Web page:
Pivotal Podcast Pocketbooks
Before discussing the crucial topic of restraint, Paul and Kevin announce the newly-created Pivotal Podcast Pocketbooks which are now available from Amazon. There will be a huge range of Pocketbooks from Pivotal Education, starting with the edited transcripts of some of the most popular episodes of the podcast. The idea of releasing written versions of episodes came from listeners who wanted to be able to make notes and use the content in different ways. If you would like a particular episode to be converted into an ebook, please let us know!
Children die in restraint. Paul was part of a group who looked at physical restraint in custodial settings for under 18s for the Department of Justice after there were two deaths in custody due to the inappropriate use of physical restraint.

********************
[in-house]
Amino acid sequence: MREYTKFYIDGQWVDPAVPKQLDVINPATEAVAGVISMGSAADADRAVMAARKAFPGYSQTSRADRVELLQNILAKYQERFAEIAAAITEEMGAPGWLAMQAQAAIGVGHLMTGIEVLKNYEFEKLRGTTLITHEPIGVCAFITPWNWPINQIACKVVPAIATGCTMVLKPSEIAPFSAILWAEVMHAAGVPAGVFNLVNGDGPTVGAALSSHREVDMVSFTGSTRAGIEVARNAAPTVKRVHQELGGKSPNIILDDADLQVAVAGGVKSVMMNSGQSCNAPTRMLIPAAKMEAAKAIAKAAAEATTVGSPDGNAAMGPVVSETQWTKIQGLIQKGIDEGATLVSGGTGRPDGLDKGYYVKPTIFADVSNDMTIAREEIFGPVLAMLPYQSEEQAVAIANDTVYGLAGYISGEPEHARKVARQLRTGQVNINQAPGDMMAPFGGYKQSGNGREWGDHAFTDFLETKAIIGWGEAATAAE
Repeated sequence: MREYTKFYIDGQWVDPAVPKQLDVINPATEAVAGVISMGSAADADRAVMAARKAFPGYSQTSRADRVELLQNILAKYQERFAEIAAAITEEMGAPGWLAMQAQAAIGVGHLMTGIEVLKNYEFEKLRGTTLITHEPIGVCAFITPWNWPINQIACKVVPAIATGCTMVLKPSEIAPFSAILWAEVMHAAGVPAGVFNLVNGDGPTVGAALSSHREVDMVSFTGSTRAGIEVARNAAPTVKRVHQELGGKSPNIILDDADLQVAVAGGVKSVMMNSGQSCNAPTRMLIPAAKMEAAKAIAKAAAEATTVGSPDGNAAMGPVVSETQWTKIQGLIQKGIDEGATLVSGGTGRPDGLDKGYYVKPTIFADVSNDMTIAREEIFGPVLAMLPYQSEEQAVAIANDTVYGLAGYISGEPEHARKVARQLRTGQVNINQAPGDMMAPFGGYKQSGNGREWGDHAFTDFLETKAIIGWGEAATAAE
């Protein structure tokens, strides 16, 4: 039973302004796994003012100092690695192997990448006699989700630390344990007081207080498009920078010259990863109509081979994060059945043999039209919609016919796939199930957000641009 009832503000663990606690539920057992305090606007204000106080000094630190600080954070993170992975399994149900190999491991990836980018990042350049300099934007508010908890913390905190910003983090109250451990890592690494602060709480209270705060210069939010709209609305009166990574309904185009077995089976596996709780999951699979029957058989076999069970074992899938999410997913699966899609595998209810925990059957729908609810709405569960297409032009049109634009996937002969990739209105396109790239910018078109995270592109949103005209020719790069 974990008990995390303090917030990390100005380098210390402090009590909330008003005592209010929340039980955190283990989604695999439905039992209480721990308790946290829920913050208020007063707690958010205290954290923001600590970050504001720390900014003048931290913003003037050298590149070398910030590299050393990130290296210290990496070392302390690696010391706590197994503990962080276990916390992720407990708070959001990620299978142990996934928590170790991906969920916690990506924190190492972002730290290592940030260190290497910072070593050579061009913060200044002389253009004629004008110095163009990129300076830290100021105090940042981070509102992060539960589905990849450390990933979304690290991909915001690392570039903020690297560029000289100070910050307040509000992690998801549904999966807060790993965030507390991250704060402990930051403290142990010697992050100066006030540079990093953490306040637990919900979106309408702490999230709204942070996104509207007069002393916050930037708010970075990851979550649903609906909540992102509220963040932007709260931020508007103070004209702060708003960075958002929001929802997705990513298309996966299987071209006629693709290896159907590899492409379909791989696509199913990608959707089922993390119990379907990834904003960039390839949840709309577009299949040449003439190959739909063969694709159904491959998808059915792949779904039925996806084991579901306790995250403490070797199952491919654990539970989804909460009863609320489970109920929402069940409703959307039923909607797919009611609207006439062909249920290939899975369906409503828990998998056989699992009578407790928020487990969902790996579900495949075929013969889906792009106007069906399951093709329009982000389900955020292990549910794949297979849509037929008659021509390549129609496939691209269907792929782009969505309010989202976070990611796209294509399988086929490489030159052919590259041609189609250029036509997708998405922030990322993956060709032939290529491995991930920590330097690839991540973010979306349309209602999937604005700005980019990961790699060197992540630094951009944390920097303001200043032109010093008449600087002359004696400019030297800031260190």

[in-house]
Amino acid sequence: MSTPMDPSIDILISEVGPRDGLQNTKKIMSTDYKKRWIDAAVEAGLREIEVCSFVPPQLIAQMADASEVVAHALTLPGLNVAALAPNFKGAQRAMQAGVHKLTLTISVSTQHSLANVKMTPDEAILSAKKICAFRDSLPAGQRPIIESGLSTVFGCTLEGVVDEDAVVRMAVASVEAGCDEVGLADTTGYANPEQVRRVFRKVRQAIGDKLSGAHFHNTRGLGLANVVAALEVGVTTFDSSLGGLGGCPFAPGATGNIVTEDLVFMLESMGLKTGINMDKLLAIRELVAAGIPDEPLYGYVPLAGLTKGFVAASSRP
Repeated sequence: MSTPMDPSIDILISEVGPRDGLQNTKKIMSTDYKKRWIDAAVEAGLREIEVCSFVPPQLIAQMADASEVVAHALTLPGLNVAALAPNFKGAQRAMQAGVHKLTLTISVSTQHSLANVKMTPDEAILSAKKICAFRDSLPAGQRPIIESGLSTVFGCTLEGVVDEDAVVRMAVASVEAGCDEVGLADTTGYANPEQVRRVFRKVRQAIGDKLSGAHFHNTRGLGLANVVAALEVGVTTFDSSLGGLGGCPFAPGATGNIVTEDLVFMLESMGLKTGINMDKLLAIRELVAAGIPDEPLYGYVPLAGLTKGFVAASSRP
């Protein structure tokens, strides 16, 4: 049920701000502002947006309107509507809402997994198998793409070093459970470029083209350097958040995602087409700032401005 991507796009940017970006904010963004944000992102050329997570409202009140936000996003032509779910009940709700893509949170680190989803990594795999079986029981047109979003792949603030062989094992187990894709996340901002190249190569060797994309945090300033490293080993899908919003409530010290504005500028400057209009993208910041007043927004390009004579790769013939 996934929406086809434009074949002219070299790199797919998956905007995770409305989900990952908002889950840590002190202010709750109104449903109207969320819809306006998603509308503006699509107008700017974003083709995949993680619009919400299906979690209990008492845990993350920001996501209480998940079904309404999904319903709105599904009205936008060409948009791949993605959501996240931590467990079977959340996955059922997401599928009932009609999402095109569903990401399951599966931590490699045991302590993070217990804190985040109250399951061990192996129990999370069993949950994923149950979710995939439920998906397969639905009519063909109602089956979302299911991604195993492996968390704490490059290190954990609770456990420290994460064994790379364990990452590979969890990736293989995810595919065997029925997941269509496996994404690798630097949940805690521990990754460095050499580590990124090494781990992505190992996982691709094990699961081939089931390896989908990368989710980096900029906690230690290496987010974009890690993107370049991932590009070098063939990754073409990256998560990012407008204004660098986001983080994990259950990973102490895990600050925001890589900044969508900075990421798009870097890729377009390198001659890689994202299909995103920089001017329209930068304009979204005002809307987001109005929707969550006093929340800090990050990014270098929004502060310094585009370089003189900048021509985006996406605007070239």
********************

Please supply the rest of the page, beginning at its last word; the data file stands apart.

However, restraint is not just a custodial issue – it has now become part of behaviour management in many settings, not just Pupil Referral Units but also mainstream schools.
What is restraint?
Restraint means ‘putting your hands on children or young people’. It is any kind of intervention which is physical. It might just be as gentle as leading a child by their arm or it might be as intensive as holding them back to prevent them doing real harm to themselves or others.
‘Safe touch’ where you might put your hand on a child’s shoulder to congratulate them is not restraint.
We need restraint training! Or do we?
Some schools call Pivotal saying that things have gone too far and they need restraint training as if it is a kind of panacea. However, training people in restraint isn’t as straightforward as adding it to the existing repertoire of behaviour skills. It’s much more complex than that. Often, schools who say they need restraint training actually need to look more carefully at their culture, train staff more carefully in other aspects of behaviour management and review their behaviour policy. Having done this, they often find they no longer need restraint.
Do we need restraint then…
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